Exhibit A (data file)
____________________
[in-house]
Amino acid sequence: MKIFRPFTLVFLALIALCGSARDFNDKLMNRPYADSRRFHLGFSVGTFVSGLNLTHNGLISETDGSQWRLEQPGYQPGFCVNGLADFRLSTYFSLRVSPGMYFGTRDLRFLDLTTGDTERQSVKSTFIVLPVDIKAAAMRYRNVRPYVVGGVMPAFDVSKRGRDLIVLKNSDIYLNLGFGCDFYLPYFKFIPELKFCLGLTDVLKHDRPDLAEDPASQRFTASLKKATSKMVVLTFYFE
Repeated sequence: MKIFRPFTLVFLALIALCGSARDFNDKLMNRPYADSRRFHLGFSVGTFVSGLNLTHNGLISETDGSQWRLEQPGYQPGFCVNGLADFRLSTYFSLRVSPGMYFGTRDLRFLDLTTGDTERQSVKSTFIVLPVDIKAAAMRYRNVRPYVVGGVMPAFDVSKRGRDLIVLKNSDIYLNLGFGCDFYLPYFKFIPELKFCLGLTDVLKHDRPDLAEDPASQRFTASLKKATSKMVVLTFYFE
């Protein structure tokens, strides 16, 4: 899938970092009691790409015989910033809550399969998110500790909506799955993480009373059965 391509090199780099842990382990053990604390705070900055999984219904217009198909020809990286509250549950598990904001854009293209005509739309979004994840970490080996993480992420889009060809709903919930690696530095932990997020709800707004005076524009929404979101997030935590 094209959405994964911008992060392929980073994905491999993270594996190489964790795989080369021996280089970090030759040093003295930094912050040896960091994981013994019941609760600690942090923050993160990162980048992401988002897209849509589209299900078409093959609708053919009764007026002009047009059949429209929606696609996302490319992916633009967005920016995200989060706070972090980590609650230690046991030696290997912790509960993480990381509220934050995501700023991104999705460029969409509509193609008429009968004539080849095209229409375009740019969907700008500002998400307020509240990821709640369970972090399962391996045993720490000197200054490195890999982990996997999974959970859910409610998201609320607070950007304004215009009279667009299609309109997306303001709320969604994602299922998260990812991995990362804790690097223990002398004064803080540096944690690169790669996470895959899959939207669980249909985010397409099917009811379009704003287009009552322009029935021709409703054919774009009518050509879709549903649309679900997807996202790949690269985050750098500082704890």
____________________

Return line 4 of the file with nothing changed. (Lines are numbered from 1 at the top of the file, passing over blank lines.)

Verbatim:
């Protein structure tokens, strides 16, 4: 899938970092009691790409015989910033809550399969998110500790909506799955993480009373059965 391509090199780099842990382990053990604390705070900055999984219904217009198909020809990286509250549950598990904001854009293209005509739309979004994840970490080996993480992420889009060809709903919930690696530095932990997020709800707004005076524009929404979101997030935590 094209959405994964911008992060392929980073994905491999993270594996190489964790795989080369021996280089970090030759040093003295930094912050040896960091994981013994019941609760600690942090923050993160990162980048992401988002897209849509589209299900078409093959609708053919009764007026002009047009059949429209929606696609996302490319992916633009967005920016995200989060706070972090980590609650230690046991030696290997912790509960993480990381509220934050995501700023991104999705460029969409509509193609008429009968004539080849095209229409375009740019969907700008500002998400307020509240990821709640369970972090399962391996045993720490000197200054490195890999982990996997999974959970859910409610998201609320607070950007304004215009009279667009299609309109997306303001709320969604994602299922998260990812991995990362804790690097223990002398004064803080540096944690690169790669996470895959899959939207669980249909985010397409099917009811379009704003287009009552322009029935021709409703054919774009009518050509879709549903649309679900997807996202790949690269985050750098500082704890």